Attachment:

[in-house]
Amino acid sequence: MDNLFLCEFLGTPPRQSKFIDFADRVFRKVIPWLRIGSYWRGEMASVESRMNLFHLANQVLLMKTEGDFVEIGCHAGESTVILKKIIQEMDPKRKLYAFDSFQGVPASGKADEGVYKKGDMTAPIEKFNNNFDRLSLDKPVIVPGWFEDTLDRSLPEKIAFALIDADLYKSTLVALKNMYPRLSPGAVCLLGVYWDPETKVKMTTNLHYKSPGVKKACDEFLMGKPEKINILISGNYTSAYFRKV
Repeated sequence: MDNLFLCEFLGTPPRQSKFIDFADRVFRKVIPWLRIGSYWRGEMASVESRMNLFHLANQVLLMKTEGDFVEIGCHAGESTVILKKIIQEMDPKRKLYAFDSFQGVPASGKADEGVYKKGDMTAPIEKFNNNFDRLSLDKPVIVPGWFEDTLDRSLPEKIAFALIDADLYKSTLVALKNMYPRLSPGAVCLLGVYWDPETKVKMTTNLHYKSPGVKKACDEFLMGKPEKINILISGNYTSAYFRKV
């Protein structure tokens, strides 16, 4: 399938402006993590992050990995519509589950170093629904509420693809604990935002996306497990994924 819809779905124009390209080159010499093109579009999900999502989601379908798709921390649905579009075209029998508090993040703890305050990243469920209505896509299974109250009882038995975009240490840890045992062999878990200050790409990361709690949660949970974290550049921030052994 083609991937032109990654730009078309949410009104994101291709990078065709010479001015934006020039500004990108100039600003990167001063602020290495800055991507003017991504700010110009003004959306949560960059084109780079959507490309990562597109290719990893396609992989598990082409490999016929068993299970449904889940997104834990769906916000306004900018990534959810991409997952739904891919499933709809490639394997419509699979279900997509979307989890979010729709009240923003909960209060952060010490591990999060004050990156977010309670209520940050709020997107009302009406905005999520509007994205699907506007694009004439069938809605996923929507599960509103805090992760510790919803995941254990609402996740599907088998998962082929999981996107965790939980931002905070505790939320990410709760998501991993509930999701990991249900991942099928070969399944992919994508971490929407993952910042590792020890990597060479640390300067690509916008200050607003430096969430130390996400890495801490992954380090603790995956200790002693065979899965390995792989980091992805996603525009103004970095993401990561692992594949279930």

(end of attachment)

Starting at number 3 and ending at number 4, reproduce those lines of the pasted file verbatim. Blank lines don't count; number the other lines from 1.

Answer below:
Repeated sequence: MDNLFLCEFLGTPPRQSKFIDFADRVFRKVIPWLRIGSYWRGEMASVESRMNLFHLANQVLLMKTEGDFVEIGCHAGESTVILKKIIQEMDPKRKLYAFDSFQGVPASGKADEGVYKKGDMTAPIEKFNNNFDRLSLDKPVIVPGWFEDTLDRSLPEKIAFALIDADLYKSTLVALKNMYPRLSPGAVCLLGVYWDPETKVKMTTNLHYKSPGVKKACDEFLMGKPEKINILISGNYTSAYFRKV
């Protein structure tokens, strides 16, 4: 399938402006993590992050990995519509589950170093629904509420693809604990935002996306497990994924 819809779905124009390209080159010499093109579009999900999502989601379908798709921390649905579009075209029998508090993040703890305050990243469920209505896509299974109250009882038995975009240490840890045992062999878990200050790409990361709690949660949970974290550049921030052994 083609991937032109990654730009078309949410009104994101291709990078065709010479001015934006020039500004990108100039600003990167001063602020290495800055991507003017991504700010110009003004959306949560960059084109780079959507490309990562597109290719990893396609992989598990082409490999016929068993299970449904889940997104834990769906916000306004900018990534959810991409997952739904891919499933709809490639394997419509699979279900997509979307989890979010729709009240923003909960209060952060010490591990999060004050990156977010309670209520940050709020997107009302009406905005999520509007994205699907506007694009004439069938809605996923929507599960509103805090992760510790919803995941254990609402996740599907088998998962082929999981996107965790939980931002905070505790939320990410709760998501991993509930999701990991249900991942099928070969399944992919994508971490929407993952910042590792020890990597060479640390300067690509916008200050607003430096969430130390996400890495801490992954380090603790995956200790002693065979899965390995792989980091992805996603525009103004970095993401990561692992594949279930």